Internship Presentations

Exploring genetic variations within Gamma-Activated Sequence (GAS) motifs in the  Interferon/JAK/STAT signaling pathway to understand the genetics of autoimmune  diseases

Shreeti Chhatrala

Mentor: Markus Hoffman, PhD student and Pre-Doctoral Fellow at NIH

Date/Time: August 22nd, 2023 at 1pm.

Abstract: Autoimmune diseases pose a significant threat to public health, impacting millions of lives  worldwide. Autoimmune disorders happen when the body’s natural defense system can’t  tell the difference between your own cells and foreign cells, causing the body to mistakenly  attack normal cells. A lot of factors are responsible for the development of autoimmune  diseases such as genetic factors, environmental factors and immune system factors.  

Central to these diseases is the Interferon/JAK/STAT signaling pathway that plays an  important role in the immune response. The Interferon/JAK/STAT pathway is activated by  cytokines, particularly interferons, in response to viral infections and immune stimulation.  Key components of the pathway include interferons, Janus kinases (JAKs), and signal  transducer and activator of transcription (STAT) proteins. In this project, we are focusing  on the STAT5 protein. STAT5 dimers bind to specific DNA sequences called Gamma Activated Sequence (GAS) motifs in gene promoters or enhancers. GAS motifs have the  consensus sequence 5′-TTCNNNGAA-3′. Upon binding to GAS motifs, STAT5 acts as a  transcription factor, regulating the expression of target genes. The goal of this project is to  gain deeper insights into the genetic architecture of the Interferon/JAK/STAT signaling  pathway, with a particular focus on Gamma-Activated Sequence (GAS) motifs. These motifs  play a crucial role in modulating gene expression in response to extracellular signals (e.g.,  immune system activation). Our project will investigate the presence and impact of single  nucleotide polymorphisms (SNPs) on GAS motifs and their potential consequences on the  function of the immune system.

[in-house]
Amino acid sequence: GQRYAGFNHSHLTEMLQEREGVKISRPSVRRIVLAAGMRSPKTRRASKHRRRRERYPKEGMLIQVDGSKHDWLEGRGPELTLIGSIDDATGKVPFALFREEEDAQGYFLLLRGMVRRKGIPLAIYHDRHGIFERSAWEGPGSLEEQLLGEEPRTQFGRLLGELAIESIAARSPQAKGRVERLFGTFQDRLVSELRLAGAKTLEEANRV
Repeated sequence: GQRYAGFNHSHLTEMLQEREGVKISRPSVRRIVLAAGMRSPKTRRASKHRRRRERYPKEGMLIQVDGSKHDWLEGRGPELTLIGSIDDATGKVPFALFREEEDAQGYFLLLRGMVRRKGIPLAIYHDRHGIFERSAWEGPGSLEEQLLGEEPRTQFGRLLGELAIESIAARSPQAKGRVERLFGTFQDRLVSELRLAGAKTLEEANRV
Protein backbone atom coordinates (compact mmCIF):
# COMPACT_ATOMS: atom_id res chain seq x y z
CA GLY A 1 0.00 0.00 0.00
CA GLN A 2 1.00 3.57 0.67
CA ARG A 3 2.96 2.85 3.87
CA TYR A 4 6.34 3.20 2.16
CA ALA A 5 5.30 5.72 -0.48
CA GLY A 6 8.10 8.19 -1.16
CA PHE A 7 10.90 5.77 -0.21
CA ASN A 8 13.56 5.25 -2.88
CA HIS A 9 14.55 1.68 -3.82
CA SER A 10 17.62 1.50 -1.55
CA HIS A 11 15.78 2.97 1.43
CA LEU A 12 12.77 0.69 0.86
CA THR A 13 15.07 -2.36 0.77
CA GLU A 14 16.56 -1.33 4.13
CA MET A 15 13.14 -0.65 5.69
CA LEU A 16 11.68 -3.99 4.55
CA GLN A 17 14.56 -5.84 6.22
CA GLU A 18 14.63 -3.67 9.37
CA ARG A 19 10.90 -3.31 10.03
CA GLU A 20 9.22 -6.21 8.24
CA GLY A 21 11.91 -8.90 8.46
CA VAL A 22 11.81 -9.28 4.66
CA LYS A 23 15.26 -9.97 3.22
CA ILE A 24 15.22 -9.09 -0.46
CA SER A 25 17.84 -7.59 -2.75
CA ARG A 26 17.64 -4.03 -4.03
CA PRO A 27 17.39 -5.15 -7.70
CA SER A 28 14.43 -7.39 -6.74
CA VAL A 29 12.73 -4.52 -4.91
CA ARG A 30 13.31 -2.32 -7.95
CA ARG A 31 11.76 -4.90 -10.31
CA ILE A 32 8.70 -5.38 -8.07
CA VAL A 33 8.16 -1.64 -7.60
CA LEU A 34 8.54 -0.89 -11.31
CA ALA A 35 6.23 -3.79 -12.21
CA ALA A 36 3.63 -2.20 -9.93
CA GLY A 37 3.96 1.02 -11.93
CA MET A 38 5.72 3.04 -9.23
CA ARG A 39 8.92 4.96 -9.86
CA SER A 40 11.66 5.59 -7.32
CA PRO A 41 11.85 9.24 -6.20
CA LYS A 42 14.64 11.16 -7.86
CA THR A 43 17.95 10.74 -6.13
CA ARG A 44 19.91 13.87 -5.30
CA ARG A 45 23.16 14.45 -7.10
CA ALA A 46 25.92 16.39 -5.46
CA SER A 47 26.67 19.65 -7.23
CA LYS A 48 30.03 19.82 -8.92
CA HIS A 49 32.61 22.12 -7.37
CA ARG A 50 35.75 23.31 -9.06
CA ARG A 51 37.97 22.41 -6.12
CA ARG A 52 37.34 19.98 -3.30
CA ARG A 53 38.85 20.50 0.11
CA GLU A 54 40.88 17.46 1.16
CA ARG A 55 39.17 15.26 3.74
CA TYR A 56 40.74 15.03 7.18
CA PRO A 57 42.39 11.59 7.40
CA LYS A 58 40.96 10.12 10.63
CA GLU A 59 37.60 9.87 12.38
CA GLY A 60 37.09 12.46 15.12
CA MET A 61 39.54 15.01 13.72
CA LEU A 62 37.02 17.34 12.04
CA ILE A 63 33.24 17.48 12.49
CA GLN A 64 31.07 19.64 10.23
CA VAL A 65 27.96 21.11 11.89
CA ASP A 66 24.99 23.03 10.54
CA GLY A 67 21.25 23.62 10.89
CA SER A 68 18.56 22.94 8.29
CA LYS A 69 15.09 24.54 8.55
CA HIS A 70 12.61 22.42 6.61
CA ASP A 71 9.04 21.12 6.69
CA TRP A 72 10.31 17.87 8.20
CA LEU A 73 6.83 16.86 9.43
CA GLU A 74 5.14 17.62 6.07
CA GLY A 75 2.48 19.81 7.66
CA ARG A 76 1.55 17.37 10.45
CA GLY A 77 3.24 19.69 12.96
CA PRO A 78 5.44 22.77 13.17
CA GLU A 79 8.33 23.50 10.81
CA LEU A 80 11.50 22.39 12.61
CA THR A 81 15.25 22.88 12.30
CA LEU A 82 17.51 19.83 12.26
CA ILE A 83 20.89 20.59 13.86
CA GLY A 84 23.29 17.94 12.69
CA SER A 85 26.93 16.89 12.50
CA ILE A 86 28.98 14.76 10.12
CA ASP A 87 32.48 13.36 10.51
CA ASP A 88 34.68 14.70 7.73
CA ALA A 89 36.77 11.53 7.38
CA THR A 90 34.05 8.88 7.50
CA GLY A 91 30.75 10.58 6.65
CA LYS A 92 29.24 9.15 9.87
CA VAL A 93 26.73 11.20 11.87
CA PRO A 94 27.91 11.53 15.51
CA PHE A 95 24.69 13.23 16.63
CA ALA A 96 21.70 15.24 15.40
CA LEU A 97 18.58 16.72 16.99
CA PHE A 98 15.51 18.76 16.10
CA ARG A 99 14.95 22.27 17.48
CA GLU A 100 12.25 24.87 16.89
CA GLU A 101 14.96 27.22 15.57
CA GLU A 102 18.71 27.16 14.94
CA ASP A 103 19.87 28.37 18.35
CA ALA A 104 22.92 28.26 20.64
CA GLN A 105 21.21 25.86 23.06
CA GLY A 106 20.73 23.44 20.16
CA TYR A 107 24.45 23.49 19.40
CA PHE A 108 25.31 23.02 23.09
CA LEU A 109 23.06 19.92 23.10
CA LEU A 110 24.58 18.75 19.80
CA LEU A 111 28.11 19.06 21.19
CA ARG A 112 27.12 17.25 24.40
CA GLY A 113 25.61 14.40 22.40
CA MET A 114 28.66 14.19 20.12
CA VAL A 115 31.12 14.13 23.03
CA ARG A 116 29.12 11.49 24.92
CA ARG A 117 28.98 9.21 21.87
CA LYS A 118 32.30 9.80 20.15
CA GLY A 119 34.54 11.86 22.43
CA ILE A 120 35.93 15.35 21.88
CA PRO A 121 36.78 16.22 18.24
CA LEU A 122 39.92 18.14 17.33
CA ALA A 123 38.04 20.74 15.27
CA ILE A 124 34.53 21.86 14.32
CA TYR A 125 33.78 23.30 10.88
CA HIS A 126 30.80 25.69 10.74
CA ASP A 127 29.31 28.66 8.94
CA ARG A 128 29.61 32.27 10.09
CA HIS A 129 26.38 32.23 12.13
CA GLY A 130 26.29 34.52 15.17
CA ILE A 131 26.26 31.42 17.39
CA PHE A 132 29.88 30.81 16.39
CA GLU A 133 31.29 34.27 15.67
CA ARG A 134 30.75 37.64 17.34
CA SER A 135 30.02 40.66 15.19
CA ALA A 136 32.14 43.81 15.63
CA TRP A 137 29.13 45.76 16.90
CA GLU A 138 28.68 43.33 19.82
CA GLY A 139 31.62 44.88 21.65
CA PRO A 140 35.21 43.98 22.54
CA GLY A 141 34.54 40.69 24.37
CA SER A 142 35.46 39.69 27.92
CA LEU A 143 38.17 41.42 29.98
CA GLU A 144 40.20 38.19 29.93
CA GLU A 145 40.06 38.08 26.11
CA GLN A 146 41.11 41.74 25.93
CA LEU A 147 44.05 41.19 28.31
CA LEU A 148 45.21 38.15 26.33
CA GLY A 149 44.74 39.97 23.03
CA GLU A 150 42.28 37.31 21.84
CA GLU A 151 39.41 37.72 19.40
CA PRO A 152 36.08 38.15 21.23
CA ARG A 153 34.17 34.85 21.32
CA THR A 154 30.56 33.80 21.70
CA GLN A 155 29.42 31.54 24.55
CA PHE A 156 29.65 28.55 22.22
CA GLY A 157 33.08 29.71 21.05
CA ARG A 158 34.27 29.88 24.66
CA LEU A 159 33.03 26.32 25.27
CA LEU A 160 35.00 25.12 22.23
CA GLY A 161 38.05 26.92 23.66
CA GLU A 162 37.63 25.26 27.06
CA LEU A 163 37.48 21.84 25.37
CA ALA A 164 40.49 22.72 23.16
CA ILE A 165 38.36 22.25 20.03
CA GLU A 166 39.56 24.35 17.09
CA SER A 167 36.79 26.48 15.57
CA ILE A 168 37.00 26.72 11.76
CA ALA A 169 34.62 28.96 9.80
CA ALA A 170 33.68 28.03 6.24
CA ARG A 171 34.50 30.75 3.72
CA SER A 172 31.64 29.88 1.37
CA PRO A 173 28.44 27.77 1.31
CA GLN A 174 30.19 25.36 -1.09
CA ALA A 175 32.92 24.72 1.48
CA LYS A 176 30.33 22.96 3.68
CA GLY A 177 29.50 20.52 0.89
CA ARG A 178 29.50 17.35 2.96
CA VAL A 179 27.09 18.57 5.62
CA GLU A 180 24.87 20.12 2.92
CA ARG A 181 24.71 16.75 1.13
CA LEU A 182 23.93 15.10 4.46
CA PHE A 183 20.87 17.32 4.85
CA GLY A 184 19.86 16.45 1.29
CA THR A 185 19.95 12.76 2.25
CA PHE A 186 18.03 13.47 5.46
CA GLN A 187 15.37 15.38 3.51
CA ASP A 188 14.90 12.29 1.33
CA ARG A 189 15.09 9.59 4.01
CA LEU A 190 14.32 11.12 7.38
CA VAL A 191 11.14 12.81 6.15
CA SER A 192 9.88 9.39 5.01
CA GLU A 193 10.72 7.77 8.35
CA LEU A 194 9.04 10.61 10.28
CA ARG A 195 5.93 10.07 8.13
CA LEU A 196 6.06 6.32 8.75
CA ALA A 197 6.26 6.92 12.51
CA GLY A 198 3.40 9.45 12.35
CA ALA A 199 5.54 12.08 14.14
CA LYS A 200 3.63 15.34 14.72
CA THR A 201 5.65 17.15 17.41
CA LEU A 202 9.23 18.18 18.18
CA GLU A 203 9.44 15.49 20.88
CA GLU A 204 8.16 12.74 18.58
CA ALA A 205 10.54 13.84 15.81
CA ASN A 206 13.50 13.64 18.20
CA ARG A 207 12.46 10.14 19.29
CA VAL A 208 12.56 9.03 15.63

Comprehensive literature review was conducted to analyse the different motif detection  tools available and identify those that might be helpful in the project. The dbSNP database  and UCSC genome browser consists of all SNPs for the human genome. Direct data about  the SNPs was taken from these websites and used as the input for the project. Using the  human genome sequence and the SNP data, a pipeline was created in Python to identify  GAS motifs in the sequence and also identify SNPs using the sliding window approach. The  output was then visualized on a genome browser to visualize the SNPs where the GAS motif  matches and can include mutations that might destroy the GAS motif thus inhibiting it’s  function. Genes were identified that might have functional consequences on the immune  system and the corresponding SNPs were reports for further experimental evaluation.

Summer 2023